Don’t Bug Me. It’s June!

While not actually "all things to all people," the month of June is many things to many people.

To begin with, it is National Adopt-A-Shelter Cat Month, and it is National Rose Month. Now, there are some -- and I am one -- who might say that, given their propensity for digging up gardens, cats and roses simply don't mix. But apparently, those who declare month-long commemorations disagree.

This year, the American Society for the Prevention of Cruelty to Animals is a co-sponsor, along with the American Humane Society, of National Adopt-A-Shelter Cat Month. The month is set aside to raise awareness of the fact that there are between 5,000,000 and 7,000,000 animals in shelters every year and that 70% of cats in those shelters are put to sleep. Interestingly, the ASPCA is an offshoot of the Royal Society for the Prevention of Cruelty to Animals, founded in 1824 by twenty-two reformers, among them, William Wilberforce, a member of Britain's Parliament and the driving force in the abolition of the slave trade in Europe. His crusade for abolition was unrelenting for a period of 26 years during the 18th and 19th centuries. In contrast, the establishment of the Royal Society for the Prevention of Cruelty to Animals took less than two years.

One-fourth of all roses have no scent at all. First cultivated in China, roses have a language all their own. A single rose means "I love you," while yellow denotes friendship, white signifies innocence, and pink symbolizes gratitude. And legends surrounding the rose are everywhere. Napoleon ordered his officers to boil the petals of the delicate flower in white wine in order to heal bullet wounds, while General Saladin sent caravans full of rose water throughout his empire in order to cleanse the mosque after the crusaders, considered impure, contaminated the prayer rooms.

June is traditionally the month of brides. There is an old adage which says that the woman who marries in the month of June will be a bride all her life. The month was, after all, named in honor of the Roman goddess Juno, who was the wife of Jupiter and the guardian goddess of married life. Like roses, weddings are full of symbolism. In many cultures, it is traditional for the bride to wear a white dress, which symbolizes purity. An older tradition equates the wearing of a veil over the bride's face with virginity. Wedding rings are also customary across cultures, and while the origins are sketchy, it is thought that the circular shape of a ring symbolizes eternal love and perfection. It is known that the exchange of wedding rings now symbolizes the live and commitment of the union.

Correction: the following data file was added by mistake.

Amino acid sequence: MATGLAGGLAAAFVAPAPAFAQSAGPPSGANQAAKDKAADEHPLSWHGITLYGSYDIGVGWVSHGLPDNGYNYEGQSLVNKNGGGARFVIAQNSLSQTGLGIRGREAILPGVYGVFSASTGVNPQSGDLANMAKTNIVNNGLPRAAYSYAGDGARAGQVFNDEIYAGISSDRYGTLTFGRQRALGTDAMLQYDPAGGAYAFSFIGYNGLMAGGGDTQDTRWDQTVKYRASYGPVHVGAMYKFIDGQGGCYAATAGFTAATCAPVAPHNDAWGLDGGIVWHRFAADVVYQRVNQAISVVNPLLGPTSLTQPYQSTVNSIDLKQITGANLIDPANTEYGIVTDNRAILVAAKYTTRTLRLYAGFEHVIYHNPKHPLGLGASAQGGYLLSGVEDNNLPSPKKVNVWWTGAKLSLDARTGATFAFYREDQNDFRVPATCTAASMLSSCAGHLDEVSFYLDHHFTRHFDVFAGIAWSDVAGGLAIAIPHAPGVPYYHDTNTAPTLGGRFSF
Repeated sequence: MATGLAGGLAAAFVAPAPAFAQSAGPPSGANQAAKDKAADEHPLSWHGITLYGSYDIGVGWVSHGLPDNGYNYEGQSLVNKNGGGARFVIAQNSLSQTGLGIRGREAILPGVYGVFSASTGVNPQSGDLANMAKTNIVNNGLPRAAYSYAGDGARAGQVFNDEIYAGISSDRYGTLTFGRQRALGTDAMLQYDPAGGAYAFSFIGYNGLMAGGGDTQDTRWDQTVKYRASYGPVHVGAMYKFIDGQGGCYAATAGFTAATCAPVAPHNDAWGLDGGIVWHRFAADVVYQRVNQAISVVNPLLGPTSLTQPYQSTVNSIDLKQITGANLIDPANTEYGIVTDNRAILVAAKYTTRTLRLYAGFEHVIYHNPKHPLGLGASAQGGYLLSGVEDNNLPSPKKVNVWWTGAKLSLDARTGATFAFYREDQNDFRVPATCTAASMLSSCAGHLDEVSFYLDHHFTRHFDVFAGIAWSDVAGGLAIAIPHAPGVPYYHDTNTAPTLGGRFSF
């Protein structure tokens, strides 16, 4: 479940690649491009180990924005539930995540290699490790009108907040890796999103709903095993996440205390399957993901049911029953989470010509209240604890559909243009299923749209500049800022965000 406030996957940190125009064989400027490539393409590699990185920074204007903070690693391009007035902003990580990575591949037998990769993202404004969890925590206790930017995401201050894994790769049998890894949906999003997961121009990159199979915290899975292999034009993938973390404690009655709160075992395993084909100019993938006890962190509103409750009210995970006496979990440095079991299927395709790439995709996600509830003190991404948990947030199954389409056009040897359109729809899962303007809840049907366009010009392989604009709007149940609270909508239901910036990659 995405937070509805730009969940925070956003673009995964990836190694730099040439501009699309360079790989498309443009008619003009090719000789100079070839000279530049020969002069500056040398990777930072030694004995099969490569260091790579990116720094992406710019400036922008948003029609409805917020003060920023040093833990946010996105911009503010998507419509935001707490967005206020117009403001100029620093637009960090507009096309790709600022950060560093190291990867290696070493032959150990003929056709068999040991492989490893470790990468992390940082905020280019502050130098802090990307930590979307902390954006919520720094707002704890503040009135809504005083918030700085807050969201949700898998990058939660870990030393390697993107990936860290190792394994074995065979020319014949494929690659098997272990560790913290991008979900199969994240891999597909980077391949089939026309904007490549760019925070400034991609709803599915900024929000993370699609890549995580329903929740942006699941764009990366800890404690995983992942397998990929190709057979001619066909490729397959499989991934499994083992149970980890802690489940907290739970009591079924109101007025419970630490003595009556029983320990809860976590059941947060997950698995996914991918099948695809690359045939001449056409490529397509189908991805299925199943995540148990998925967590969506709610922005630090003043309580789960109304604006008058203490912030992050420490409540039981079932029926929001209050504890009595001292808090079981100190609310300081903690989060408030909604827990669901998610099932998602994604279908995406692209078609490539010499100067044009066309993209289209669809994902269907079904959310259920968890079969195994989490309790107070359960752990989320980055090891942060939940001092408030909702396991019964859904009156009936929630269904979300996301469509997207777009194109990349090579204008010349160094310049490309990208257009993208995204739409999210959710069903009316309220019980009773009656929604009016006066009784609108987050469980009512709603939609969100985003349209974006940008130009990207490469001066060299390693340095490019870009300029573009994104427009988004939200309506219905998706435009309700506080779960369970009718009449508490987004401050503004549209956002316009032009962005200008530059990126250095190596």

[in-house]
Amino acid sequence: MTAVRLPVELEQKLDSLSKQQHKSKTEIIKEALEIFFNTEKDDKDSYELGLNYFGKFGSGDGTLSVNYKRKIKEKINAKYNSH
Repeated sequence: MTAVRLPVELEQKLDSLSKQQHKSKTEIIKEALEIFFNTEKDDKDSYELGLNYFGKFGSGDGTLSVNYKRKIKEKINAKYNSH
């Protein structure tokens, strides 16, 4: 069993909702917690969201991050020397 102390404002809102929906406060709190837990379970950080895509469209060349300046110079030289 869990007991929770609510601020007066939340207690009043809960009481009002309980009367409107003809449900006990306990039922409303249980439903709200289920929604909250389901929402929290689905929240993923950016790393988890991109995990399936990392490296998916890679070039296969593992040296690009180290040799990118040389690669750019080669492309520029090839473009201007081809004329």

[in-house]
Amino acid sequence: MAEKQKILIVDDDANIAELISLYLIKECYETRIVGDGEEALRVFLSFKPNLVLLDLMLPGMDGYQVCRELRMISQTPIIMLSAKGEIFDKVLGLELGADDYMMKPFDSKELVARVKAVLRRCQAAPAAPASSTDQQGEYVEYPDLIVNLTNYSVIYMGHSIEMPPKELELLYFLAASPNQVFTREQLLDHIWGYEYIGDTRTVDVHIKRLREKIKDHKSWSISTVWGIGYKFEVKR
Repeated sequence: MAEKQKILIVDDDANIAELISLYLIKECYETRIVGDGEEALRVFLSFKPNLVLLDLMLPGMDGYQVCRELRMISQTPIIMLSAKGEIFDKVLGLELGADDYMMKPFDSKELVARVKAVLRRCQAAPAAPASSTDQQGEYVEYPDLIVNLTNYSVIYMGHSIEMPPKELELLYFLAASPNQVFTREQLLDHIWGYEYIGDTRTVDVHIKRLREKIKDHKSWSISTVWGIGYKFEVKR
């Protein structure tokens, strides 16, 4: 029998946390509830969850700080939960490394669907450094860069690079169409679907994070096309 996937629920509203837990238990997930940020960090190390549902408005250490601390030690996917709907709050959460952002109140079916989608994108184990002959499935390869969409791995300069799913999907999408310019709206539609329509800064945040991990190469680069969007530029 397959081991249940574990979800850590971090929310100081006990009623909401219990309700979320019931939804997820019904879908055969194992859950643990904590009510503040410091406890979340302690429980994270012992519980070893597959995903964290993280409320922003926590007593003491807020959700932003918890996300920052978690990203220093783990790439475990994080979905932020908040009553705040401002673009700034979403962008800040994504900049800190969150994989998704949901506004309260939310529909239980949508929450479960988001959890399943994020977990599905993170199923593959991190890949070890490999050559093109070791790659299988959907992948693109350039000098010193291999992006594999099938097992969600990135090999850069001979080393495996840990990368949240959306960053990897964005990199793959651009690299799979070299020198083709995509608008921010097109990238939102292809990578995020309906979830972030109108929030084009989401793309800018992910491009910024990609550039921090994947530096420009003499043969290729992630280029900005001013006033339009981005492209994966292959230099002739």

On June 12, 1939, the Baseball Hall of Fame opened, and so we think this month about the American sport of modern-day baseball. The baseball mania was first noted in New York, and by 1856, it was being publicly referred to as the "national pastime." The next year, the National Association of Base Ball Players (NABBP) was formed, made up of 16 ball clubs in the area. The first professional baseball team, the Cincinnati Red Stockings, was formed shortly after the Civil War was over in 1869, and the sport underwent numerous changes between then and now. Despite the Major League baseball strike in 1994-1995, and numerous steroid and other scandals, baseball is still considered an American game, and it is still wildly popular throughout the country.

The first Friday of June is National Doughnut Day in the United States. There are a couple of theories about the origins of the holey pastry and when it came to North America.  But the most accepted one is that the doughnut was first cooked by the Dutch, whose version was made without the hole in the center. An American named Hansen Gregory claimed to have invented the circular doughnut in 1847, when he was only 16 years old!  He said he didn't like the fact that the center of what was then known as the doughnut was raw. Canadians eat more doughnuts and has more doughnut stores per capita than any other country. The acceptable alternate spelling is donut.

Notable luminaries whose birthdays are in the month of June include Mel Brooks, Gene Wilder and his wife Gilda Radner, and Dana Carvey, as well as Andy Griffith, Marilyn Monroe, and Mark Wahlberg. Also the beloved Michael J. Fox, actor and spokesperson for Parkinson's disease, President of the Confederate States of America Jefferson Davis, and William Butler Yeats, author of "The Second Coming," were born in June.

Royalty including Henry VIII, Donald Trump, and the artist formerly known as Prince and now known once again as Prince have their birth month in common, as do George Orwell, Paul McCartney, Anne Frank, and George H.W. Bush.

Additional resources for the month of June:

  • Petfinder – Search thousands of adoption groups and individuals for a pet to adopt.
  • InStyle Weddings – Find planning tips on wedding locations, décor, deals, bridal fashions and beauty products.
  • ProFlowers Rose Colors – A simple breakdown of the meaning associated with the colors of roses.
  • The National Baseball Hall of Fame – Online destination for the Baseball Hall of Fame and Museum, honoring excellence and preserving history for the professional game of baseball.
  • Mr. Breakfast: Doughnuts – Informative article on the history of the doughnut.